Leaders of an international forum on peace building met in Stockholm on Tuesday to call on global cooperation to tackle the causes of poverty and conflict.
The International Dialogue on Peacebuilding and Statebuilding (IDPS) meeting is the first international peace forum since the United Nations 193 member-states agreed to 17 global goals to end poverty and promote peace by 2030, last year.
The leaders said that the threat of terrorism and mass refugee flow will grow worse in rich and poor nations without greater global cooperation to tackle the causes of poverty and conflict.
Minister for International Development Cooperation Isabella Lovin called for all nations to boost efforts to tackle the causes of conflict and meet global goals agreed last year to end poverty and inequality by 2030.
Studies show the number of conflicts globally had been stable for the last decade but are now on the rise and 2014 was the most lethal year since the end of the Cold War, she said.
"This is maybe the opportunity to see the world is one and we need to work long-term to help poor people in their countries and to create global security for all of us," she said at the fifth global IDPS meeting.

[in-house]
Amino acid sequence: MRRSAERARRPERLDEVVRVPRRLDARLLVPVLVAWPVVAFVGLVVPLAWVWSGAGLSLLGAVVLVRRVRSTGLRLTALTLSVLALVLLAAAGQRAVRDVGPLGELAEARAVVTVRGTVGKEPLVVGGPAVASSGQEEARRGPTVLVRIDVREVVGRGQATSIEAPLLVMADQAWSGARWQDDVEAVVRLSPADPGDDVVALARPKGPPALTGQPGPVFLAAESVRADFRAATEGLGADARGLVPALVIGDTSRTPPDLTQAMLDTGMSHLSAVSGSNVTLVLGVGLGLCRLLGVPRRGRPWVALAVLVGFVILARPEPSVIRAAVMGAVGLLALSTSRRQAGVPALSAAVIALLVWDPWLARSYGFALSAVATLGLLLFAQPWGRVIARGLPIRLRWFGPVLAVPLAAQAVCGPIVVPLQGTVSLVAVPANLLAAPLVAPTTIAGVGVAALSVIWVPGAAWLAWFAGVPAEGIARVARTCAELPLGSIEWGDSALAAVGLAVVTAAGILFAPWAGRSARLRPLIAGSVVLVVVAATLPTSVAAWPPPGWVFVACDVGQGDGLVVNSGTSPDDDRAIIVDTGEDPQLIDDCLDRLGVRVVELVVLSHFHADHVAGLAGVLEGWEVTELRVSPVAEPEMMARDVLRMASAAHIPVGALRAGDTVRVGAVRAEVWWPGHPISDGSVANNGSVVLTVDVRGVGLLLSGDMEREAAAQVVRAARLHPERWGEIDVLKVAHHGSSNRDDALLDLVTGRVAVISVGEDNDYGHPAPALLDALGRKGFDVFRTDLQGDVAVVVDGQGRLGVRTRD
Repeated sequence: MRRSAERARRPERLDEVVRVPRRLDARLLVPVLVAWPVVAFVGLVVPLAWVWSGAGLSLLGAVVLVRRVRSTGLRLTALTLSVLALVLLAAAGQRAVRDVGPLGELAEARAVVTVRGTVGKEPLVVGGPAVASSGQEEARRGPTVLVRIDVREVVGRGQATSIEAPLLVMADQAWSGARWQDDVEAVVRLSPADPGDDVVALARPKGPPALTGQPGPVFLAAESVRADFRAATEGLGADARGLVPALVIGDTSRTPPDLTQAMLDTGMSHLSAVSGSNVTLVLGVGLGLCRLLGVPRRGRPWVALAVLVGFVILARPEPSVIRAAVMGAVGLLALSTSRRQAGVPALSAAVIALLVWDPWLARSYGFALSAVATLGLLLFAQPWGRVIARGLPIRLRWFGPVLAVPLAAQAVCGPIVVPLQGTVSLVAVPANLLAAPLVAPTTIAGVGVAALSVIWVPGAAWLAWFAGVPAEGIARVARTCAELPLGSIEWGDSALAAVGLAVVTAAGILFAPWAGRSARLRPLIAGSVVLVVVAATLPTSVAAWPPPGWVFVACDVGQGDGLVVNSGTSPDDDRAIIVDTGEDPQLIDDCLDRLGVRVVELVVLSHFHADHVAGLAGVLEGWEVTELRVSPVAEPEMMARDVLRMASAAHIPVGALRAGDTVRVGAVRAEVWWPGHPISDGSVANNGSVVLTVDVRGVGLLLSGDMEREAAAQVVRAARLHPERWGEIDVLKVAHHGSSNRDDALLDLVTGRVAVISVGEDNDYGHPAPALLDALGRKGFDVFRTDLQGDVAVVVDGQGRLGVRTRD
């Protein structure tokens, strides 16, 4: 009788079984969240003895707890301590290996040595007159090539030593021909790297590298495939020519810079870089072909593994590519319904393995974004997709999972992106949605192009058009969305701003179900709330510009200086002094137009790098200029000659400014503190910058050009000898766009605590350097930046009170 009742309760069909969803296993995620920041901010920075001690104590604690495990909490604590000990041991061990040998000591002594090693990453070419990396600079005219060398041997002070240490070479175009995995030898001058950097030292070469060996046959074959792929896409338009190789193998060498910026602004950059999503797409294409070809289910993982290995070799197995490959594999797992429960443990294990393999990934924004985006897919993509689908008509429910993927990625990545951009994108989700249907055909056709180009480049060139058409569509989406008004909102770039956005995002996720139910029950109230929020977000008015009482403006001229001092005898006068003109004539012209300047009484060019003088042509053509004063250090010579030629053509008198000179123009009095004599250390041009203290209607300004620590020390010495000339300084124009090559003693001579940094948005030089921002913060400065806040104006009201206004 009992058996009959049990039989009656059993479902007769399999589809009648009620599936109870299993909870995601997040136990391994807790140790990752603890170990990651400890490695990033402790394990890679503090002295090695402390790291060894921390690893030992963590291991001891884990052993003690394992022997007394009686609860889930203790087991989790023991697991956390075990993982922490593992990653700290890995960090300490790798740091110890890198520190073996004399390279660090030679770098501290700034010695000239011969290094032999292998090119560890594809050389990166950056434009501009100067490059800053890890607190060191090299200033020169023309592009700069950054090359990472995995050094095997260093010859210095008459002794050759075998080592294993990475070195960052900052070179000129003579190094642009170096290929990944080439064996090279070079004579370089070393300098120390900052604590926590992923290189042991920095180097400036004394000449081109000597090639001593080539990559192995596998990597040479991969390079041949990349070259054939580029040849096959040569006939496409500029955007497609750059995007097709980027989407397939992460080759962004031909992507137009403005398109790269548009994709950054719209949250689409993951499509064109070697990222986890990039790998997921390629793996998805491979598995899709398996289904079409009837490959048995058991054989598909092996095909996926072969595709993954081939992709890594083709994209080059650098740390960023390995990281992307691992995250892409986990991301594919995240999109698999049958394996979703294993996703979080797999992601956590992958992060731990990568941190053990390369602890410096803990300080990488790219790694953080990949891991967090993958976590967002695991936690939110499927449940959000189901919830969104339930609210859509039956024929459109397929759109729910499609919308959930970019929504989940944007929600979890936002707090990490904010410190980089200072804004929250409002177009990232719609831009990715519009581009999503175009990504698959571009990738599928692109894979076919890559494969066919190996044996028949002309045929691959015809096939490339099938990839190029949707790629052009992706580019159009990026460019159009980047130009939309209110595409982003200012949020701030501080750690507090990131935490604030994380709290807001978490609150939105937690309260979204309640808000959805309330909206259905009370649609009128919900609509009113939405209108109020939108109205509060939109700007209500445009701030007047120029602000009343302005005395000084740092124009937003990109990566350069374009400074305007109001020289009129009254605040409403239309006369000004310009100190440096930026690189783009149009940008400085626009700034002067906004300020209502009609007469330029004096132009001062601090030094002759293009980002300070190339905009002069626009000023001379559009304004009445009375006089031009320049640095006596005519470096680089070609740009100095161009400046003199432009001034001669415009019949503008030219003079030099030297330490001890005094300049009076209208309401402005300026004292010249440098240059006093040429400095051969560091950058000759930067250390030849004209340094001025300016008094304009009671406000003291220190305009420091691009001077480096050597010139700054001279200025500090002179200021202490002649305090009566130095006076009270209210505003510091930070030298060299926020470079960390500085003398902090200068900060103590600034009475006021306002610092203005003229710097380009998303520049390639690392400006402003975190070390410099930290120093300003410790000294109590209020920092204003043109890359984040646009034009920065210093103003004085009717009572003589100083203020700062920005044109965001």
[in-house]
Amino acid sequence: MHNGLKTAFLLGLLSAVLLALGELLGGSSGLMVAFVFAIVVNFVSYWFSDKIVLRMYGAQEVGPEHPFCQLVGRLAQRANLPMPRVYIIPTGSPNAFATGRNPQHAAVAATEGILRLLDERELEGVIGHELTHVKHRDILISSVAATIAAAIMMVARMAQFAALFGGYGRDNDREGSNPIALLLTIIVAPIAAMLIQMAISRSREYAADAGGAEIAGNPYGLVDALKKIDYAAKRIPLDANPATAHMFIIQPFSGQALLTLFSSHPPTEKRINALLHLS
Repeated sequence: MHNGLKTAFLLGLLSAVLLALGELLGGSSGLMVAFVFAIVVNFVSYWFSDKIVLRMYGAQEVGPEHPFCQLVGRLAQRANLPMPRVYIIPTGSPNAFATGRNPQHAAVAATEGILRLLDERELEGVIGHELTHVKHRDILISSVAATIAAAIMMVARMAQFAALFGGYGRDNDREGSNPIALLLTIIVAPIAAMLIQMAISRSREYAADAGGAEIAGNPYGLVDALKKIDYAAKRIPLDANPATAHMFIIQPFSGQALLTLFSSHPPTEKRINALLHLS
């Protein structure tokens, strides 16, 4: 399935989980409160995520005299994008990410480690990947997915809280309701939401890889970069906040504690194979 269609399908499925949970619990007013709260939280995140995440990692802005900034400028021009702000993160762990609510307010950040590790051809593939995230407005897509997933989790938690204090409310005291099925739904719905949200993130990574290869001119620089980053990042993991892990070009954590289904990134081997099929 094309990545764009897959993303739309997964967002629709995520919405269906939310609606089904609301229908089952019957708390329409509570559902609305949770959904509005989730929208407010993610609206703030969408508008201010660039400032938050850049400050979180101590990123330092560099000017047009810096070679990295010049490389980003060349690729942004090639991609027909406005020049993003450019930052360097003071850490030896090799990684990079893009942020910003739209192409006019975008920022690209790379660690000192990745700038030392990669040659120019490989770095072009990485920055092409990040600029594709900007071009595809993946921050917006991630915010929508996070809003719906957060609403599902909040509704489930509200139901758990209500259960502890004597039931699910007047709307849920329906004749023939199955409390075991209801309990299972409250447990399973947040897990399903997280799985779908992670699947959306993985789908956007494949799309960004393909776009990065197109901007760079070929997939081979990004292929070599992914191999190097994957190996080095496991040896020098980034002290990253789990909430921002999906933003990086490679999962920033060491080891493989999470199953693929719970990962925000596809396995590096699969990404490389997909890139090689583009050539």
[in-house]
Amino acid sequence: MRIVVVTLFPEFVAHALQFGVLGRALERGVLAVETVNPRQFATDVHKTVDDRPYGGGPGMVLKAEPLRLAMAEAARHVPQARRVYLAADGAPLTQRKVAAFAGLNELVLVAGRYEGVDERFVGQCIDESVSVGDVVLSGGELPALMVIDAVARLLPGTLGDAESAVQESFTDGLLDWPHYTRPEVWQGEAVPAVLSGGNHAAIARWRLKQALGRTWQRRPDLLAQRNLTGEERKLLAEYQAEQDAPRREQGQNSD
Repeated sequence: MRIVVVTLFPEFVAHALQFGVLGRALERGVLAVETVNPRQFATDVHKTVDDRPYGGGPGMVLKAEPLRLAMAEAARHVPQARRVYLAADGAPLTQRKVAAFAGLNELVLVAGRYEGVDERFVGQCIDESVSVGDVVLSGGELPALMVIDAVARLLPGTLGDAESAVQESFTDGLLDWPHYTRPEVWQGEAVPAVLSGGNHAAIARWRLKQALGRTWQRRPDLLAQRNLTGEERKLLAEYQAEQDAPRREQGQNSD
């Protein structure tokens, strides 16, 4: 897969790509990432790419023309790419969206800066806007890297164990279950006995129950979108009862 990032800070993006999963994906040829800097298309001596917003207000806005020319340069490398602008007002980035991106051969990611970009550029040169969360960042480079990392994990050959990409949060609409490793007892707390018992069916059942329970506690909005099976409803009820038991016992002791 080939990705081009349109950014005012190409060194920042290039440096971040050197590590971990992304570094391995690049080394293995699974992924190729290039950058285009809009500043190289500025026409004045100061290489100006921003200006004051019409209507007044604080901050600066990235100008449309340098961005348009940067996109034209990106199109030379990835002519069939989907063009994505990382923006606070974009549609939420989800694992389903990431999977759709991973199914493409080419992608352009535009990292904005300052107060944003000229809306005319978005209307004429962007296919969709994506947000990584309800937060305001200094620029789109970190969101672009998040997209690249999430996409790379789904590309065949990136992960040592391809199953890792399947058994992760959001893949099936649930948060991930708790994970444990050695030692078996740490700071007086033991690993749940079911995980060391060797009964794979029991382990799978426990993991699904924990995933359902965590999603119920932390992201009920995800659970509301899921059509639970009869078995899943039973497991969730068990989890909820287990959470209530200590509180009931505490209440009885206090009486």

"The refugees that are coming into Europe right now remind us that the war going on in Syria is not so far away ... and we do have the instruments to try to stop new conflicts erupting."
Risks of violence increased
United Nations Deputy Secretary General Jan Eliasson said the world was at a "critical juncture," facing turmoil and risks from various forms of violence as well as "glaring inequality."
"We see civilians continue to pay the highest price in today's crises ... We have to confront these threats together," said Eliasson, a former Swedish foreign minister.
In 2011, Lovin led a renewed commitment by the IDPS to the so-called New Deal agreed that outlined five peace and state building goals - legitimate politics, security, justice, economic foundations, revenues and services - with locally driven and locally led processes.